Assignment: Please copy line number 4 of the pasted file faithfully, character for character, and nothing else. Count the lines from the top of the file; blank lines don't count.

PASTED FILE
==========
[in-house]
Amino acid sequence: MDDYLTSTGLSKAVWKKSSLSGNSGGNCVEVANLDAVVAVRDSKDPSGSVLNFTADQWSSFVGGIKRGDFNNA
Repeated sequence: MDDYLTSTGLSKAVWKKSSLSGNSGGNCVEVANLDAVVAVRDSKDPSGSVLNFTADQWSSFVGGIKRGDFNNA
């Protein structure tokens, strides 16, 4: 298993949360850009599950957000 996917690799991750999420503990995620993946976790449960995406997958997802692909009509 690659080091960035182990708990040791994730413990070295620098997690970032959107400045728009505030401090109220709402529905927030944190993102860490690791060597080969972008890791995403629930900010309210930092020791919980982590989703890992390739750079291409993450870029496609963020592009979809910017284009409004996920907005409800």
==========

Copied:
């Protein structure tokens, strides 16, 4: 298993949360850009599950957000 996917690799991750999420503990995620993946976790449960995406997958997802692909009509 690659080091960035182990708990040791994730413990070295620098997690970032959107400045728009505030401090109220709402529905927030944190993102860490690791060597080969972008890791995403629930900010309210930092020791919980982590989703890992390739750079291409993450870029496609963020592009979809910017284009409004996920907005409800």